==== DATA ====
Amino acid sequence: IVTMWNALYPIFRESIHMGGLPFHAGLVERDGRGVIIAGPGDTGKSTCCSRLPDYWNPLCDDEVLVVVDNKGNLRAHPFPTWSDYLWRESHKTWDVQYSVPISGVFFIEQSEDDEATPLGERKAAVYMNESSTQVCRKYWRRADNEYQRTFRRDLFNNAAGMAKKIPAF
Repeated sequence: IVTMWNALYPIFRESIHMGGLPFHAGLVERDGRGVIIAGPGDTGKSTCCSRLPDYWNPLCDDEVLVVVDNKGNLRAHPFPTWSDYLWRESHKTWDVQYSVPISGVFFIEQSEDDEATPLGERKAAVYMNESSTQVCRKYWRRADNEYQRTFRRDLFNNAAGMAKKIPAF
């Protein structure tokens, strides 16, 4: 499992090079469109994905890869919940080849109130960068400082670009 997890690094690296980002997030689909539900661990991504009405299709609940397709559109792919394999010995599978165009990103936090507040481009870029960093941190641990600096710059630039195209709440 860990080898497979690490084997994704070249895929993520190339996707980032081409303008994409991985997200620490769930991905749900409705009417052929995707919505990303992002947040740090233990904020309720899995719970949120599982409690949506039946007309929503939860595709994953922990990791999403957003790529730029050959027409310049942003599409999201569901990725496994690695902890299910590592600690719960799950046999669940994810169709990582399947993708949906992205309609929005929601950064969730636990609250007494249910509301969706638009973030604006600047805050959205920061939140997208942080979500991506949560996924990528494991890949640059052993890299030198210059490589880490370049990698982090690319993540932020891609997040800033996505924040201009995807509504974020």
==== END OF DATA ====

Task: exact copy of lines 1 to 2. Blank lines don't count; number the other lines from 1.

Amino acid sequence: IVTMWNALYPIFRESIHMGGLPFHAGLVERDGRGVIIAGPGDTGKSTCCSRLPDYWNPLCDDEVLVVVDNKGNLRAHPFPTWSDYLWRESHKTWDVQYSVPISGVFFIEQSEDDEATPLGERKAAVYMNESSTQVCRKYWRRADNEYQRTFRRDLFNNAAGMAKKIPAF
Repeated sequence: IVTMWNALYPIFRESIHMGGLPFHAGLVERDGRGVIIAGPGDTGKSTCCSRLPDYWNPLCDDEVLVVVDNKGNLRAHPFPTWSDYLWRESHKTWDVQYSVPISGVFFIEQSEDDEATPLGERKAAVYMNESSTQVCRKYWRRADNEYQRTFRRDLFNNAAGMAKKIPAF